Tarsheed or the National Programme for Conservation and Energy Efficiency is estimated to have produced around QR5bn in savings, in addition to improving Qatar’s sustainability credentials and easing pressure on its “lucrative” natural gas and scarce water resources, a new report has shown.
Launched by Kahramaa’s Conservation and Energy Efficiency Department, Tarsheed was designed as a “public-facing campaign” to transform Qatar into a “regional leader in the reduction of electricity and water consumption” by encouraging conservation and reduction practices among citizens and businesses, according to Oxford Business Group (OBG).
Acknowledging that (as of 2011) Qatar had one of the world’s highest per capita electricity and water consumption rates, Tarsheed stated its bottom-line objectives as bringing down per capita electricity consumption by 20% and per capita water consumption by 35% in its first five years.
“While Tarsheed did not quite manage to reach the high targets it set, it did make a considerable impact: by the end of 2017 the programme had succeeded in reducing per capita consumption of electricity by 18% and water by 20%, as well as curbing overall carbon emissions by 14m tonnes and saving some 265bn cu feet of natural gas,” OBG said in its ‘The Report: Qatar 2020’.
“Qatar’s high energy consumption is intrinsically linked to its economic and climatic features,” OBG noted.
According to the latest World Bank data, Qatar has one of the world’s highest rates of GDP per capita, a figure that tends to broadly correlate with per capita energy consumption. Qatar’s consistently hot temperatures have made air conditioning an integral part of daily life and ensured high energy consumption rates; a 2018 study published by Hamad Bin Khalifa University indicated that annual demand for cooling constituted around 36% of total electricity consumption.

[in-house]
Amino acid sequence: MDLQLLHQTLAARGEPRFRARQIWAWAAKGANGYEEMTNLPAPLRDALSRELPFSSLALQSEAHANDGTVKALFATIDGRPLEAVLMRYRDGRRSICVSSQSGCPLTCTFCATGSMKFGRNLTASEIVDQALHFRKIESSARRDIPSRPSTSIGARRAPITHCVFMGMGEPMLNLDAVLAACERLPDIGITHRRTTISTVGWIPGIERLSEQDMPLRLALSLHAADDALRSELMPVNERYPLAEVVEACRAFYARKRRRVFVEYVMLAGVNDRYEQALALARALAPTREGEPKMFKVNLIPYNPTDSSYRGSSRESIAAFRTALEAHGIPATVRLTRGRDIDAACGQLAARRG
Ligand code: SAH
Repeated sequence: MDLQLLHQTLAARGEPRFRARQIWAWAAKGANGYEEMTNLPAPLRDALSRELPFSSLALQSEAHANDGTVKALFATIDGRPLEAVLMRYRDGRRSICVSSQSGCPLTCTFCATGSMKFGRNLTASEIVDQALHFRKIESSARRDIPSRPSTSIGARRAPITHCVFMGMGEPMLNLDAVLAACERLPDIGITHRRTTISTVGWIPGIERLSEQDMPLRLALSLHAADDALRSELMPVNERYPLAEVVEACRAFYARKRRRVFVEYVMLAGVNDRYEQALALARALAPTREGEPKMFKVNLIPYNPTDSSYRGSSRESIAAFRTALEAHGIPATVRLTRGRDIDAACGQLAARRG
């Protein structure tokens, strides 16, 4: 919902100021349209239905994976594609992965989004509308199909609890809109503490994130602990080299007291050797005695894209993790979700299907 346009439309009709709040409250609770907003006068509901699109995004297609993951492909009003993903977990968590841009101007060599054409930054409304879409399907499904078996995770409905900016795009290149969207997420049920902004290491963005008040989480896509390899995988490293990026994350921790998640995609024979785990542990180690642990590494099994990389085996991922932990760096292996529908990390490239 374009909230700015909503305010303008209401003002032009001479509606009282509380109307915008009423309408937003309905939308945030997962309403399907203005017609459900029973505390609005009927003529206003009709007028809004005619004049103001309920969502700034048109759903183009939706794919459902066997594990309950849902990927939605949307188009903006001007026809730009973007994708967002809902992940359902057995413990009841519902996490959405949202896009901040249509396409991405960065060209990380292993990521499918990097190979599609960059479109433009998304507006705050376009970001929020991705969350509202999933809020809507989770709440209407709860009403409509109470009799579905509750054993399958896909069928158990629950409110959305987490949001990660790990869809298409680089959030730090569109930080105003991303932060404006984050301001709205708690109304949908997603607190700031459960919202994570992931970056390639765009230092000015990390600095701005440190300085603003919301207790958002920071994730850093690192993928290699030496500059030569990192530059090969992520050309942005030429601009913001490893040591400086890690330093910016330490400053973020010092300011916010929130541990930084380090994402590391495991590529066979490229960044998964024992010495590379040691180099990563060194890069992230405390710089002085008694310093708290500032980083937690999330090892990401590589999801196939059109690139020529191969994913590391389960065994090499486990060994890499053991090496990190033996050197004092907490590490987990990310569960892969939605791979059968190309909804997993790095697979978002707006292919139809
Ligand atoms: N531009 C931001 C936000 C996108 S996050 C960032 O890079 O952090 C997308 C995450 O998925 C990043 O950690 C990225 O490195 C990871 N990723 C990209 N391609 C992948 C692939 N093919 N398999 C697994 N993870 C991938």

Water consumption is also a particularly urgent topic in Qatar, given its lack of naturally occurring fresh water resources and annual average rainfall of 130mm. As a result, 99% of potable water in Qatar comes from desalination, and the government is aware that use of the technology comes at an environmental cost, producing brine and raising air pollution levels, OBG said.
Under the second phase of Tarsheed, which spans from 2018 to 2022, the programme is aiming to decrease per capita electricity consumption by a further 6% and water consumption by a further 10%, as well as provide technical support to the country’s renewable energy drive. It hopes to encourage private government entities to install and develop generation capacity using renewable energy sources, particularly solar power, through the introduction of net-metering and blockchain projects.
Tarsheed plays a key role in the national Environmental Sustainability Strategy 2018-22, which the government describes as “one of the most important pillars of Qatar Second National Development Strategy 2018-22 (NDS-2)”. NDS-2 emphasises the urgency of changing practices around water and electricity, noting that “unsustainable consumption of water is high” and stressing that rather than focusing on increasing supply, it is “essential to focus on the demand side and its determinants, including water utilisation efficiency, proper management, use of techniques in homes and hotels, and installation of smart meters”.
Promoting electric car infrastructure is another tenet of Tarsheed’s current phase, with the programme aiming to have electric cars make up 10% of all cars sold and account for 3-5% of the country’s total number of cars by 2022.
A key aspect of promoting electric car use is its plan to expand the network of charging stations for electric cars, OBG noted in its latest report.
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